You don’t have to be a Christian or even a religious person to see the significance of this insight: people are more important than things! Francis of Assisi understood that was true because people come from God, are made in the image of God, are children of God, are loved by God. And, he concluded that meant ALL people, regardless of who they were. Nobody is of more value than anybody else. After trying soldier life, being in prison, almost dying from sickness caused by prison conditions, Francis Bernadone wanted to do something important with his life. The world of Francis’ time was deeply divided according to rank and power. He wanted to be different. He wanted to make a difference. He looked to the Christian Gospels and decided to imitate Jesus as closely as he could in his life and stand apart from the ordinary. He established communities where everyone was seen the same: no privileges, no ranks, no prejudices. Everybody was welcome. Everybody was equal. Everybody worked and contributed what they could to the group. Jesus sat down at the table with anyone, embraced everyone, cured everyone, touched anyone. So it was with the followers of Francis who came to be known as the Little Brothers, the Friars Minor. Everyone was included. It remains so today. It is how we seek to be.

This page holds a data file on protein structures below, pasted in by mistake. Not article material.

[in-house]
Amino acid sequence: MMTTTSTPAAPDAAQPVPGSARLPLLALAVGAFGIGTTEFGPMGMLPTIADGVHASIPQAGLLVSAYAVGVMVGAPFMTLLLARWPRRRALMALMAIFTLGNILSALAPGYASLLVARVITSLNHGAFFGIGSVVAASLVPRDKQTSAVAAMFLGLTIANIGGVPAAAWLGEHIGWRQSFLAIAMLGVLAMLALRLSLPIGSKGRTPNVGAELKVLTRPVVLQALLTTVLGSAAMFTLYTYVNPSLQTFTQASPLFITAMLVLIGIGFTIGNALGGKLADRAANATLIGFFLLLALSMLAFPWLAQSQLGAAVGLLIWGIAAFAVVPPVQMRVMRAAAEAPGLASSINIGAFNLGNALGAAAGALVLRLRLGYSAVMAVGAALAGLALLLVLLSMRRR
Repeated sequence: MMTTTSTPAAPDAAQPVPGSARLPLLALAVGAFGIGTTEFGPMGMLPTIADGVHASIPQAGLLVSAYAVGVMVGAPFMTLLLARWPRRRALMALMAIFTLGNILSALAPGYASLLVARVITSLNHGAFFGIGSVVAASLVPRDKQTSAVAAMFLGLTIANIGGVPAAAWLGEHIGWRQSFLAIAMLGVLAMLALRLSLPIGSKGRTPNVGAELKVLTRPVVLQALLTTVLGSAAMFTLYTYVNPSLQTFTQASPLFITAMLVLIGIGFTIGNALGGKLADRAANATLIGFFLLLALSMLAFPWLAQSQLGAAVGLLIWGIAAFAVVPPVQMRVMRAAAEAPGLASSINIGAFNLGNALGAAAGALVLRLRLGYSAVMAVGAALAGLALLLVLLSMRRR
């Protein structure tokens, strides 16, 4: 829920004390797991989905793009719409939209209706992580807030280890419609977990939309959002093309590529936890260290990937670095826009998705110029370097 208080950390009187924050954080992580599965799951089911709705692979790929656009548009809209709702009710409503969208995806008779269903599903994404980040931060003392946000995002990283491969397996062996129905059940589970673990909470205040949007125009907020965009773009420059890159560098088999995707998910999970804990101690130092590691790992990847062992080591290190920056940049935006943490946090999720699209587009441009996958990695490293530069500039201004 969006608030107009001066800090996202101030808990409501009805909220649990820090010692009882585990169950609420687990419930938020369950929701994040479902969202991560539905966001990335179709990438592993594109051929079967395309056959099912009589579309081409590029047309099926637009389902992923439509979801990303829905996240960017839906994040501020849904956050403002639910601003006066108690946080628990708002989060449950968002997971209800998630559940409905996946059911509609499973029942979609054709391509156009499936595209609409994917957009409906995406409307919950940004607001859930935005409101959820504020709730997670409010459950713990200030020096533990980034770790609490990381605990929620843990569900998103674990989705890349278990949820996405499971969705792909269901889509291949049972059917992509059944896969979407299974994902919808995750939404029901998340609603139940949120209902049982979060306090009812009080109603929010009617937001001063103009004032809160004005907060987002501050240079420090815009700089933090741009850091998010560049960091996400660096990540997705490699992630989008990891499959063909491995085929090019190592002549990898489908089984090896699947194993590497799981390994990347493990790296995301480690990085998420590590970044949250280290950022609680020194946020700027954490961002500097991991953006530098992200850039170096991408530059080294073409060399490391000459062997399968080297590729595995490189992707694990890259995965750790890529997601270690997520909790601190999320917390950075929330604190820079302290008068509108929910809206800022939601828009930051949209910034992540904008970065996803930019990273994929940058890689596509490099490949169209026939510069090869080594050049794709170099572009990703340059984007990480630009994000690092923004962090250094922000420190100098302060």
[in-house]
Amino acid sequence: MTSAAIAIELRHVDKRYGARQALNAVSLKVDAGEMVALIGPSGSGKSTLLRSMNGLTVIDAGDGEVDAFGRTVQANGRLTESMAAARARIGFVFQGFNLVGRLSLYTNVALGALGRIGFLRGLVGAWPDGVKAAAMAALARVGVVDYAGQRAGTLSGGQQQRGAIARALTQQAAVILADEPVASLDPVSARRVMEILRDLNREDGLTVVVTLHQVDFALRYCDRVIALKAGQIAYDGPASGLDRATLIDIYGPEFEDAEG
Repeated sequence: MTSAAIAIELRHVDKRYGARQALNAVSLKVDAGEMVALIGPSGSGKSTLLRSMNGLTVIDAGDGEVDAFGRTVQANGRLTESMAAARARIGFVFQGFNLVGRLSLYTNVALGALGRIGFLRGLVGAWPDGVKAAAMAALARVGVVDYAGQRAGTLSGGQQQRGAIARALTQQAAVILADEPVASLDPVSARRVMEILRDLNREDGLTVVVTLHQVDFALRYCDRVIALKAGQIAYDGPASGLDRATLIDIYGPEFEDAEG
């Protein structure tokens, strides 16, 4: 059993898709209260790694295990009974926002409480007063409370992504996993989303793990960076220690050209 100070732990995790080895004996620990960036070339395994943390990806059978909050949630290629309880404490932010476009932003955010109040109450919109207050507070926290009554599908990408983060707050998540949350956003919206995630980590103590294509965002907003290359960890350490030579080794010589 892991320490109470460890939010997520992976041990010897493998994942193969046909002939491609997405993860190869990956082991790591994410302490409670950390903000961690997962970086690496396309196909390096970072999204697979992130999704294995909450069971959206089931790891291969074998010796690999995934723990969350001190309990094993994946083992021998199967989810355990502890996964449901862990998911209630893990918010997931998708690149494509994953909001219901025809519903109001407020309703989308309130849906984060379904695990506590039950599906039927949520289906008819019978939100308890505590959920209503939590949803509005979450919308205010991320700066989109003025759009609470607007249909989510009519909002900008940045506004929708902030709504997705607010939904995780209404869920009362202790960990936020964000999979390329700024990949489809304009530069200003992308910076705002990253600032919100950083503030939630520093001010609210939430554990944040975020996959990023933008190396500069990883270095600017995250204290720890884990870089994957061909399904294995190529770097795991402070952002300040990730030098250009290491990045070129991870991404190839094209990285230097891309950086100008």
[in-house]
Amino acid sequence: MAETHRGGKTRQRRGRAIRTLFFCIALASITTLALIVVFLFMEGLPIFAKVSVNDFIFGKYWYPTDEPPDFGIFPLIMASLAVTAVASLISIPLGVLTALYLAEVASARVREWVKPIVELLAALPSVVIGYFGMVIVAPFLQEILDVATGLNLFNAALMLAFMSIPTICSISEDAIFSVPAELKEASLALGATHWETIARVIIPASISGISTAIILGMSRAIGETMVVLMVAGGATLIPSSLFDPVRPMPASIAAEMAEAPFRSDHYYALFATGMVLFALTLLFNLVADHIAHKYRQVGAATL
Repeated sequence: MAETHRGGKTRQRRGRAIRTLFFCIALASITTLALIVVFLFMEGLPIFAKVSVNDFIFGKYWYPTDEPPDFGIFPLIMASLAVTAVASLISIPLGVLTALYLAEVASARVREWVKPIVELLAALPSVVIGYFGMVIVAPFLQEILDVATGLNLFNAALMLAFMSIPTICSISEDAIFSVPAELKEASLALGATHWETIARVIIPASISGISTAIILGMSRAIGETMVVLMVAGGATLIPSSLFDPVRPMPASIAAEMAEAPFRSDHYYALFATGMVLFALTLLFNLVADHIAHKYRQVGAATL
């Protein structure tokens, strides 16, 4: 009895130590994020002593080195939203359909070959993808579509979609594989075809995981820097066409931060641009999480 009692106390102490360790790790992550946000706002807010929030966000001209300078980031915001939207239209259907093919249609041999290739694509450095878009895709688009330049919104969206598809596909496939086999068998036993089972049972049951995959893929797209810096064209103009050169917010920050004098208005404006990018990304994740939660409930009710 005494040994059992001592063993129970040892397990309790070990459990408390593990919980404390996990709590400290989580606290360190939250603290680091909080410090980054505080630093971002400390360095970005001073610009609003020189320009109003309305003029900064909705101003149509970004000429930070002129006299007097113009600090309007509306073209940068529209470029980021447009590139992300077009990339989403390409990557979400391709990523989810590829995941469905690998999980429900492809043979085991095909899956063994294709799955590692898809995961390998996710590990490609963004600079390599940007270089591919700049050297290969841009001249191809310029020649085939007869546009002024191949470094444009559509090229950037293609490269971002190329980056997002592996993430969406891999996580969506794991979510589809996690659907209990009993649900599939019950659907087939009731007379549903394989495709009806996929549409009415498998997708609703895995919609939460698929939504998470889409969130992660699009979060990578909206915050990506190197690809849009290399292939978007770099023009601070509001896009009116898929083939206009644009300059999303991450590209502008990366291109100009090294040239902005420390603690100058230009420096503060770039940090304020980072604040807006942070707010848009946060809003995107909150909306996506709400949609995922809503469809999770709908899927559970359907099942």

Franciscans see in the life of Jesus Christ a clear statement of how God sees the people of the world. By becoming one like us, God shows us the value of human beings, the precious gift that human life is. From the beginning Jesus spent his life including others and reaching out to all. As an infant he was recognized first by a poor carpenter and his wife pregnant before their marriage, by shepherds, whose profession was held in contempt, and by pagan foreigners. He invited tax collectors, soldiers, foreigners and women to the table and to follow him as part of his company.
Quincy University started as St. Francis Solanus College, a school for immigrants and the children of immigrants. They couldn’t get into schools because they didn’t speak English; they couldn’t learn English because they couldn’t get into school. Augustine Tolton, who became the first African American priest in the country, began his education at the college and was then sent by the friars to study for the priesthood in Rome when no seminary would accept him here. We have always been a place for those who were the first in their families to seek an education. We accepted women in the 1930’s and fielded integrated sports teams in the 1950’s. Inclusion is a value here. Our students come from many different backgrounds, from farms and cities and suburbs. Tearing down walls, encountering “the other,” seeing the connections, making community, walking together, including all: these are the things our values prompt us to do and to do as well as we can.
Peace and all good!
Father John Doctor, OFM
Vice President for Mission and Ministry